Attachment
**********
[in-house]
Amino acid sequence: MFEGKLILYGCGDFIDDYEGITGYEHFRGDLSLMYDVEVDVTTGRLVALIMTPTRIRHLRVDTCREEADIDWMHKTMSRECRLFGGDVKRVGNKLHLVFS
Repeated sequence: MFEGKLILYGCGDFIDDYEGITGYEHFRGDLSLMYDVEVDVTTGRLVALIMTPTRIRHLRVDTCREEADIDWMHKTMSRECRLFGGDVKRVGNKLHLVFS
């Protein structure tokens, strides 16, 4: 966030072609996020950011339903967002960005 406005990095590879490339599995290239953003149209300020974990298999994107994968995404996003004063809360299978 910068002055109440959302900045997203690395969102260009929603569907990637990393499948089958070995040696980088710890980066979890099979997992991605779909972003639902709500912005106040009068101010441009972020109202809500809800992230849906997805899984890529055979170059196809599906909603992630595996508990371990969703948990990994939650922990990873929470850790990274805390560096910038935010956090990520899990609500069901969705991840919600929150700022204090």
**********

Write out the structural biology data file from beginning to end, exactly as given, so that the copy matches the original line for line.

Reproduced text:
[in-house]
Amino acid sequence: MFEGKLILYGCGDFIDDYEGITGYEHFRGDLSLMYDVEVDVTTGRLVALIMTPTRIRHLRVDTCREEADIDWMHKTMSRECRLFGGDVKRVGNKLHLVFS
Repeated sequence: MFEGKLILYGCGDFIDDYEGITGYEHFRGDLSLMYDVEVDVTTGRLVALIMTPTRIRHLRVDTCREEADIDWMHKTMSRECRLFGGDVKRVGNKLHLVFS
């Protein structure tokens, strides 16, 4: 966030072609996020950011339903967002960005 406005990095590879490339599995290239953003149209300020974990298999994107994968995404996003004063809360299978 910068002055109440959302900045997203690395969102260009929603569907990637990393499948089958070995040696980088710890980066979890099979997992991605779909972003639902709500912005106040009068101010441009972020109202809500809800992230849906997805899984890529055979170059196809599906909603992630595996508990371990969703948990990994939650922990990873929470850790990274805390560096910038935010956090990520899990609500069901969705991840919600929150700022204090």